'Eventually He Will Win You Over': Megyn Kelly Picks Winner of Family Leadership Summit

(Photo by Charles Sykes/Invision/AP, File)

The 2023 Family Leadership Forum, billed as “The Midwest’s largest gathering of Christians seeking cultural transformation in the family, church, government and more,” has been analyzed six ways from Sunday. Of particular interest were the interviews of six GOP presidential candidates by Tucker Carlson, each of whom sought to prove they are — or can become — a viable alternative to Donald Trump.

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Podcaster Megyn Kelly was among those who closely watched and then critiqued the performances of Florida Gov. Ron DeSantis, former Vice President Mike Pence, entrepreneur Vivek Ramaswamy, former South Carolina governor and UN ambassador under Donald Trump, Nikki Haley, South Carolina Sen. Tim Scott, and former Arkansas Gov. Asa Hutchinson.

While the 800-pound gorilla — former President Trump — was intentionally not in the room, he was likely on the minds of everyone who was.

After everything was said and done, Kelly declared Ron DeSantis is “starting to find his groove” — after what many political analysts and pundits have called a disastrous start to his campaign.

I thought that was the best I’ve seen Ron DeSantis. I think DeSantis is starting to find his groove. He’s getting better at this. It was the best he’s done on Ukraine and a number of other issues. So I thought it was a DeSantis win.

While it’s early in the process, as we reported earlier, Carlson pretty much burned to the ground the campaigns of Pence and Hutchinson, or more precisely, both candidates willingly self-immolated.

Hutchinson, while governor, vetoed a bill in 2021 that would have prevented the irreversible mutilation of children — confused boys who think they’re girls, and vice versa — which can include double mastectomies, hysterectomies, and castrations — all under the disgusting guise of “gender-affirming care.” And Pence’s interview was pretty much a disaster from the beginning, with the following exchange being among the worst:

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Carlson:

You are distressed that the Ukrainians don’t have enough American tanks. Every city in the United States has become much worse in the last three years…! And yet your concern is that the Ukrainiansdon’t have enough tanks?

Pence promptly dug his hole even deeper:

I’ve heard that routine from you before, but that’s not my concern.

Awkward, Mike.

So here’s the thing.

While Pence might very well have misspoken or misrepresented his intention with his “That’s not my concern” comment, the age-old axiom applies: Perception is often more important than reality. And as God knows, particularly with respect to politics, political opponents react like sharks smelling blood in the water as they jump on one another’s perceived missteps.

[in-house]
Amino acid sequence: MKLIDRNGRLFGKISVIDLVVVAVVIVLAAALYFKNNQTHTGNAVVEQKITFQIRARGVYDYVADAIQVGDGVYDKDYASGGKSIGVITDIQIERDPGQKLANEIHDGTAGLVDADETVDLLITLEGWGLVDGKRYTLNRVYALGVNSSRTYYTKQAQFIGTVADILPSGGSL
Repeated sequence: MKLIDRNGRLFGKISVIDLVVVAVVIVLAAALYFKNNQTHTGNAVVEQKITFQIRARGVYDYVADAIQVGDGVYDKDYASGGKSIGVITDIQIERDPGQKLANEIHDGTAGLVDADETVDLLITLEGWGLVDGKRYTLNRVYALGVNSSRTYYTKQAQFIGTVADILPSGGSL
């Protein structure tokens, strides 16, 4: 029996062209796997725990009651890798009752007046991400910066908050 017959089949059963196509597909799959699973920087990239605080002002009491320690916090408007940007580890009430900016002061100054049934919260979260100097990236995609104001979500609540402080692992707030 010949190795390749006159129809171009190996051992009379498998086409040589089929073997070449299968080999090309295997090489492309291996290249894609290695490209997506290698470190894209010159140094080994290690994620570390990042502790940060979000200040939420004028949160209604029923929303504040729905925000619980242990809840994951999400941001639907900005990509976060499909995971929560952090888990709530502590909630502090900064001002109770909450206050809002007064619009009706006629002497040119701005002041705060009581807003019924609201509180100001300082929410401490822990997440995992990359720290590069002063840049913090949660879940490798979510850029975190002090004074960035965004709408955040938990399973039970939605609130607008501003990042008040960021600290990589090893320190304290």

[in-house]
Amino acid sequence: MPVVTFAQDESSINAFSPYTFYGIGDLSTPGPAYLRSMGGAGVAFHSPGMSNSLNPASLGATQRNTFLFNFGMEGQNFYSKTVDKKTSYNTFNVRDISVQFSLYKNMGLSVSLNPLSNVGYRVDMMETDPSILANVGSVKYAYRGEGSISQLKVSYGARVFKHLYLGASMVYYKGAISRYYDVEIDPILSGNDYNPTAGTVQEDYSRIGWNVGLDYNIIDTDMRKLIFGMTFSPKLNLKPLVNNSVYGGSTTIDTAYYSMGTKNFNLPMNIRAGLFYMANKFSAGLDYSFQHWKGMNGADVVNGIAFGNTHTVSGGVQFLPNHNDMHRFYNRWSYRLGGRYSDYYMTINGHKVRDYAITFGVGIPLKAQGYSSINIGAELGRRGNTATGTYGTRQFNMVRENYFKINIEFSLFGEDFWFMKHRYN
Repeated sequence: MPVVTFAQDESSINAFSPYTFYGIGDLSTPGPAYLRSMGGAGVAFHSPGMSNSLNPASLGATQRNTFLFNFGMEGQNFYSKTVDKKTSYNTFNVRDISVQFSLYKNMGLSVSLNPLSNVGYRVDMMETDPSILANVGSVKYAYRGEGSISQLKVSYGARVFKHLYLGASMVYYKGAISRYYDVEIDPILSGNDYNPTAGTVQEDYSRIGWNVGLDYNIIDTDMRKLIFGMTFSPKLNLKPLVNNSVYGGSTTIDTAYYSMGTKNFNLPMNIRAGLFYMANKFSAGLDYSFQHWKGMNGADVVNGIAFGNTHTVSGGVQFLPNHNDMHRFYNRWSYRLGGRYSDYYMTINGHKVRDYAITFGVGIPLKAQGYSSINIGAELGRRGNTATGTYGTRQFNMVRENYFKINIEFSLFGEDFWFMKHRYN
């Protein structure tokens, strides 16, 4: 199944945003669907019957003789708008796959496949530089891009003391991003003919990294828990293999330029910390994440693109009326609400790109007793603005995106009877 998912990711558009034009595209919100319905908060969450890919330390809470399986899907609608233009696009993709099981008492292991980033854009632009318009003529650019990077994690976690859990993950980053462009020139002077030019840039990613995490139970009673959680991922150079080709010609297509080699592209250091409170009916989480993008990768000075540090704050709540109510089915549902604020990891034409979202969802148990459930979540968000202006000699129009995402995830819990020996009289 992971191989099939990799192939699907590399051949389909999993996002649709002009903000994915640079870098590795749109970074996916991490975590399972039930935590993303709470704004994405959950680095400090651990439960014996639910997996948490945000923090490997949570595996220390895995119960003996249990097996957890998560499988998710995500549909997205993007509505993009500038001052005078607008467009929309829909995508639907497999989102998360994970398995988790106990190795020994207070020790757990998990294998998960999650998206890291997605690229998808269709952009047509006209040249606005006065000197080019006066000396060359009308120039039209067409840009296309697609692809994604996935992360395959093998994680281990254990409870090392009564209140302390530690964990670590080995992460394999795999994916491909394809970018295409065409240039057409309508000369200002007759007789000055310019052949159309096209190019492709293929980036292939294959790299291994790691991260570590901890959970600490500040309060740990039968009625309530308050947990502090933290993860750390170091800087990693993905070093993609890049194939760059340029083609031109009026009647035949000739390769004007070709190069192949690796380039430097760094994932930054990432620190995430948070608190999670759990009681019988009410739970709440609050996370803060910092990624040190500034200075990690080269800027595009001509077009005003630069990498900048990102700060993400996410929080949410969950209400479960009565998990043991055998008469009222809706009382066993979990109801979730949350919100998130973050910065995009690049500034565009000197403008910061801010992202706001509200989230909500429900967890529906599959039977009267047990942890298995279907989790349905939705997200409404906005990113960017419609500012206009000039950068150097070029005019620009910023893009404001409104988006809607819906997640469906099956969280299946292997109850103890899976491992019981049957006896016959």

While noting that she thinks DeSantis is “a little nerdy,” Kelly said he’s not yet kicked his campaign into high gear:

But it is relatively early, and he’s got $150 million in his war chest. So it’s too early to pronounce his campaign over. Having said that, it hasn’t been gangbusters. You know, he got sort of a false start with that Twitter Spaces thing. And he’s not a natural retail politician.

But if you watch the guy enough, I think eventually he will win you over. He’s a little nerdy. He doesn’t have Trump’s charisma. But he’s a smart technocratic get ‘er done kind of guy. And I really think the number one thing he needs to do is get himself in front of adversarial liberal media and fight.

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Correct — particularly Kelly’s last line: “[H]e needs to…get himself in front of adversarial liberal media and fight.”

Even more importantly, DeSantis needs to get himself in front of the aforementioned 800-pound gorilla, Donald Trump, which raises an important question — and the question applies to Joe Biden with respect to Robert F. Kennedy Jr. and other potentially serious Democrat contenders.

While both Biden and Trump have indicated they won’t participate in presidential debates (in Biden’s case, his allies use the “incumbents don’t debate” excuse), Trump says he won’t participate because of his so-far-prohibitive lead in the polls. In effect, Trump asks, “Why should I?”

I got this one — and the same answer applies to both candidates.

America stands on the precipice of arguably the most important presidential election in modern history. (Yes, I’m fully aware that every presidential election that comes down the tracks is labeled as such.)

So… should candidates “sit this out” for what they perceive as their own good, or do the voters of America deserve the right to vet all candidates thoroughly, including debates with viable challengers? I not-so-humbly suggest that the correct answer is the latter, while the former is self-serving at best  — except to loyal followers of either candidate.

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Besides, if this candidate or that one truly believes he’s the best candidate to get the job done, why wouldn’t he want to debate serious challengers and prove it?

I’ll leave just leave that question where it is. For consideration, of course.

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